The “I am Third” Approach for LentMarch 5th, 2012
A while back, a friend gave me some Catholic CDs. I’ve had them tucked away in the nether-reaches of my car ever since. Last week, I was bumper-to-bumper on I-75, so I pulled one out and stuck it in the dash. It was a talk by Fr. Larry Richards, a well-known speaker who offers a great deal of practical advice on becoming closer to Christ. He focuses on building an intimate and close relationship with our Lord.
In between yelling at one driver who had just cut me off and a trucker who had allowed six car lengths to open up in front of him, I was struck by something in particular. Fr. Richards preaches an “I am Third” approach to life. It pertains to our focus in life. Who or what do we focus on? Fr. Richards is straightforward. Our focus should be – God, first; others, second; and self, third. But how many of us live this way?
I pondered this point deeply while slamming on my brakes for the twentieth time, barely avoiding crashing into the car in front of me. As I hit the gas again, I realized that the practices of Lent are intended for us to live this “I am Third” approach. Prayer, fasting and almsgiving are directed at bringing us closer to Christ and each other. In these practices, we break down the self-centeredness that poisons our divine and human relationships.
My focus shot back to the road as the lane next to me started to open up and I tried to look for a way to get over. I saw my chance and swooshed into the middle lane, only to have to thump my brakes again. Returning to Fr. Richards, I heard him say that we don’t live this “I am Third” approach if we are so self-centered that when others look at us they see – us. To the contrary, they should see Christ in us.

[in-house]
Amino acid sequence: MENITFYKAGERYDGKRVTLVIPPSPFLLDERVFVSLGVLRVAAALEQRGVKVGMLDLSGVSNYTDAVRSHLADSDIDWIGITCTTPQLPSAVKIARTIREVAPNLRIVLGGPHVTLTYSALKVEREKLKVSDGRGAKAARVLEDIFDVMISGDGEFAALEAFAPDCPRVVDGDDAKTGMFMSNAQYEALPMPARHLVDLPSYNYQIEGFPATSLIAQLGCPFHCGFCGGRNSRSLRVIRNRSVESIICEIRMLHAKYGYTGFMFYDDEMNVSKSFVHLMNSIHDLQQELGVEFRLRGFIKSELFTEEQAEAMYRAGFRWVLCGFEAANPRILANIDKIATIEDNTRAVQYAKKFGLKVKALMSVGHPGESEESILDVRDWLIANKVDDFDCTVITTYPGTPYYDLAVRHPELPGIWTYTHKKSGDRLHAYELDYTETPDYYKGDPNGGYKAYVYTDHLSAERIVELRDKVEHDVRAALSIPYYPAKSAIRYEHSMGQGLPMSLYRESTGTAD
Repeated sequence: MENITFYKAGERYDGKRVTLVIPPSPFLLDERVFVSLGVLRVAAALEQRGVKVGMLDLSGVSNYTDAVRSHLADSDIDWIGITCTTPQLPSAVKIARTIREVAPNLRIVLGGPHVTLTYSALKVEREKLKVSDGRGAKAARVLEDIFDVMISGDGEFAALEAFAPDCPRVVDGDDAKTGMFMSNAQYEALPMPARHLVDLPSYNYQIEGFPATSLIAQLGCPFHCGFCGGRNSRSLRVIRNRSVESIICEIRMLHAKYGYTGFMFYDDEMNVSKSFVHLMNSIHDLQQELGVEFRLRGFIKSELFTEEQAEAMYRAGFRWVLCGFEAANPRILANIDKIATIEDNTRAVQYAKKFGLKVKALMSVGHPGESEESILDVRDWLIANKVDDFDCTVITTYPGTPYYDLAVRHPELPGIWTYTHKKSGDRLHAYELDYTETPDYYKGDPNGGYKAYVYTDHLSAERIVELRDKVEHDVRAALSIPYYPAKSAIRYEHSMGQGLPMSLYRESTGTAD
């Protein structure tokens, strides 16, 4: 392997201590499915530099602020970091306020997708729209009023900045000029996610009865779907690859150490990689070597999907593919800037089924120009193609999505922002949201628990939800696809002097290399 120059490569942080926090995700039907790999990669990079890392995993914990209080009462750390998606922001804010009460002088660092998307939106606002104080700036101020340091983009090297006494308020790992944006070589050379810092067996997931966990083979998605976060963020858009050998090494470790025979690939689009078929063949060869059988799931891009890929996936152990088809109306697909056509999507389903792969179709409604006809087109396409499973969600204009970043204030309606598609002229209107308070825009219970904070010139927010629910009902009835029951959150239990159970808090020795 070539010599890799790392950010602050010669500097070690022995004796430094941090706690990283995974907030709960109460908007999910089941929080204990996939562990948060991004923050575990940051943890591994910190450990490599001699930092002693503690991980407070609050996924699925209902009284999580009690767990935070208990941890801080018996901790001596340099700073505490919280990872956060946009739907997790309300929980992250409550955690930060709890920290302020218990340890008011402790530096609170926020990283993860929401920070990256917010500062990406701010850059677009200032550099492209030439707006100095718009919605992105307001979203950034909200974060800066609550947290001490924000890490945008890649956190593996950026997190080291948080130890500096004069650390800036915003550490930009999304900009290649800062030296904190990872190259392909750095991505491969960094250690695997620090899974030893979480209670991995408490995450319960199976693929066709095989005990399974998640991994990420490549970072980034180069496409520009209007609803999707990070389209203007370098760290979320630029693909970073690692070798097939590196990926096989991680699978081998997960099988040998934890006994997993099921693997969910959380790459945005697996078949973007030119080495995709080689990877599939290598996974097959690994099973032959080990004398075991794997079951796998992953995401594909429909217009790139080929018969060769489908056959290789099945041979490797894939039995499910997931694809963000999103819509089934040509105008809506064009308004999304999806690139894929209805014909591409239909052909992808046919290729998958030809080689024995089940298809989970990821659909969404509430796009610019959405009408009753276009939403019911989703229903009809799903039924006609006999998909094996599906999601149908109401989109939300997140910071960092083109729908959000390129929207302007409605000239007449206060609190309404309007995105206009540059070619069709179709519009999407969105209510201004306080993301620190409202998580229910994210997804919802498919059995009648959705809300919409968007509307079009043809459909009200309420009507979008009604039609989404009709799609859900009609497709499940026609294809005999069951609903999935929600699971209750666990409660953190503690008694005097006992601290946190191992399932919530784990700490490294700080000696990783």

Moving again, I inched slowly past the cars in the other lanes and started looking at the faces behind the wheels – realizing that each was dealing with their own life issues and most certainly struggling against darkness, weakness and sin in some form; yet, also realizing that Christ was beckoning each to live in a close, personal relationship with him and to be his face to others.
We are not anonymous statistics, generalized demographic groups, two-dimensional images on the screen or page, or featureless faces in the crowd. We are individuals made in the likeness and image of God. We have an innate human dignity and are called to have respect for others and ourselves.
My hands lightened on the wheel and my shoulders relaxed as I decided to focus on the “I am Third” approach during Lent – remembering that everyone is a child of God and serving all with respect, compassion and charity; allowing others to see Christ in me.
Of course, I guess I better start with my driving.